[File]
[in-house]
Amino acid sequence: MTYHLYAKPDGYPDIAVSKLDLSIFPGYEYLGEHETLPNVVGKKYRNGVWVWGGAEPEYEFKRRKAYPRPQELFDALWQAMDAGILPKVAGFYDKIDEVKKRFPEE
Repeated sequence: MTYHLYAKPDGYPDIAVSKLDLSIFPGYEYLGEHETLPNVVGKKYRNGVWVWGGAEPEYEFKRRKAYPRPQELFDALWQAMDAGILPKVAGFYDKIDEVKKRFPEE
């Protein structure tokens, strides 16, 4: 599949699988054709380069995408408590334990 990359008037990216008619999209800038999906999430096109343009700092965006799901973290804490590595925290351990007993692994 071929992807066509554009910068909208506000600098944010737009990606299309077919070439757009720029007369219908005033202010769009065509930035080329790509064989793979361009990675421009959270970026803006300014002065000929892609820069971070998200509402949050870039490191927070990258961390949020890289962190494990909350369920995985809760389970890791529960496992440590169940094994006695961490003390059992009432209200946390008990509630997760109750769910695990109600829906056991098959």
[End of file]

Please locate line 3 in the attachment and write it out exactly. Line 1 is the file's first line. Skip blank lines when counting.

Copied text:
Repeated sequence: MTYHLYAKPDGYPDIAVSKLDLSIFPGYEYLGEHETLPNVVGKKYRNGVWVWGGAEPEYEFKRRKAYPRPQELFDALWQAMDAGILPKVAGFYDKIDEVKKRFPEE